Growing up in the Los Angeles of the 1970s, I often heard harrowing poolside tales about the stifling atmosphere of life in Soviet-occupied central and eastern Europe, a world of spies and informant neighbours, of bugged telephones and rooms. There was, our family friends told us, a constant threat of being whisked off in dark sedans in the middle of the night to interrogation rooms and prison and Siberian labour camps. The exchange of ideas, to the extent that it was possible in those violent, paranoid times, took place in secret and in person, in cold apartments and the back rooms of cafés, with as little physical evidence as possible. Broadsheets were printed anonymously, manuscripts circulated hand to hand, poems memorized. Although I understood that privacy had its own demons in what was then called the free world—the kitschy fearmongering of the McCarthy years, the files on citizens accumulated by the dark, obsessive director of the Federal Bureau of Investigation, J. Edgar Hoover—I also believed that such goings-on were decisively part of the past; even their mention evokes, more than anything else, the smouldering, stylized atmosphere of a black and white film.
Jeffrey Rosen, an influential US legal commentator and author of The Unwanted Gaze: The Destruction of Privacy in America, insists that preservation of privacy is crucial to the dignity of the individual, and to the freedoms that form the basis of liberal democratic societies. North America and Europe have mostly thrived in the post–World War II era, in part because of what Thomas Jefferson called the “marketplace of ideas”: allowing ideas to be exchanged freely in governments, in universities and research centres, in monolithic corporations and small, flexible start-ups, and among thoughtful citizens of all kinds. From our twenty-first-century perspective, the method of exchange seems almost quaint: conversations among people in offices and conference rooms, lecture halls and classrooms, kitchens and coffee shops—venues that have existed in some form since, well, since human beings have engaged in conversations. Often governed by little more than common courtesy and civility, these conversations formed the better part of the public sphere and generated the ideas that have allowed our societies to move forward.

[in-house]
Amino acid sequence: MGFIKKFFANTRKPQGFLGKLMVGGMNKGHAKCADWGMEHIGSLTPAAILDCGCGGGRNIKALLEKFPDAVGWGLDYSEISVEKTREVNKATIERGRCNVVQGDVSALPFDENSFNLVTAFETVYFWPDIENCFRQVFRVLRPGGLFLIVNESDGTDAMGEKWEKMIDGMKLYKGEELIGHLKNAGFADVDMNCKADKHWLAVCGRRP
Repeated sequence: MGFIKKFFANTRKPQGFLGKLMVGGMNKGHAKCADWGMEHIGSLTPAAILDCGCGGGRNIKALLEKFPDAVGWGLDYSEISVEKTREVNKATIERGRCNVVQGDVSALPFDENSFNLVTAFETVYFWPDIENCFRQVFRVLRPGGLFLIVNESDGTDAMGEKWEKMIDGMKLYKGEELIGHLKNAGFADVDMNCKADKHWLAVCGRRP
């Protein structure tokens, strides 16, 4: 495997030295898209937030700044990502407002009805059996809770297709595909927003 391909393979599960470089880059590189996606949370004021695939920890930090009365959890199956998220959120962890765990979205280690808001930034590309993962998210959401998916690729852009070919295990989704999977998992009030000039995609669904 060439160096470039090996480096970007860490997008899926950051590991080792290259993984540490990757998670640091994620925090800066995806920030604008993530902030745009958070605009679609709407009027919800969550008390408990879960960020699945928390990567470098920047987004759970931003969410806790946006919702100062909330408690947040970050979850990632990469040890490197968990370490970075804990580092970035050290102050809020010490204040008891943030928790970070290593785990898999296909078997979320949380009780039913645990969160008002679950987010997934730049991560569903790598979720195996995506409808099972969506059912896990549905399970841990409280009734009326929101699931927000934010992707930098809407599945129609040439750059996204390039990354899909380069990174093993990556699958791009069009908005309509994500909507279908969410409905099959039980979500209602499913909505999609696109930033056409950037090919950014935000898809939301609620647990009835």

The digital era seemed to enable this phenomenon to go completely global in just a few decades. Like so many adopters of email and the Internet, and eventually social media, I assumed that my benign communications with friends and colleagues were not so different from the conversations we used to have over coffee or drinks, except that now I could leap from New York to London, Paris, Berlin, Moscow, and even remotest central Asia without ever leaving my Toronto apartment.
Suddenly, people could chat with like-minded people time zones and continents away, and ordinary citizens without access to traditional print media could create a website or a blog and weigh in on the issues of the day from their own idiosyncratic perspectives. With the advent of powerful wireless mobile devices and social media platforms such as Facebook and Twitter, all of this could take place anywhere, anytime, at the speed of light, so that otherwise chaotic and volatile events—the Arab Spring, Occupy Wall Street—could be collectively orchestrated and documented in real time. Best of all, it seemed these exchanges could take place in a condition of unchecked, unregulated freedom and anonymity; the Internet was, we thought, by nature populist, opposed to the powerful hierarchies that suffocate democracy.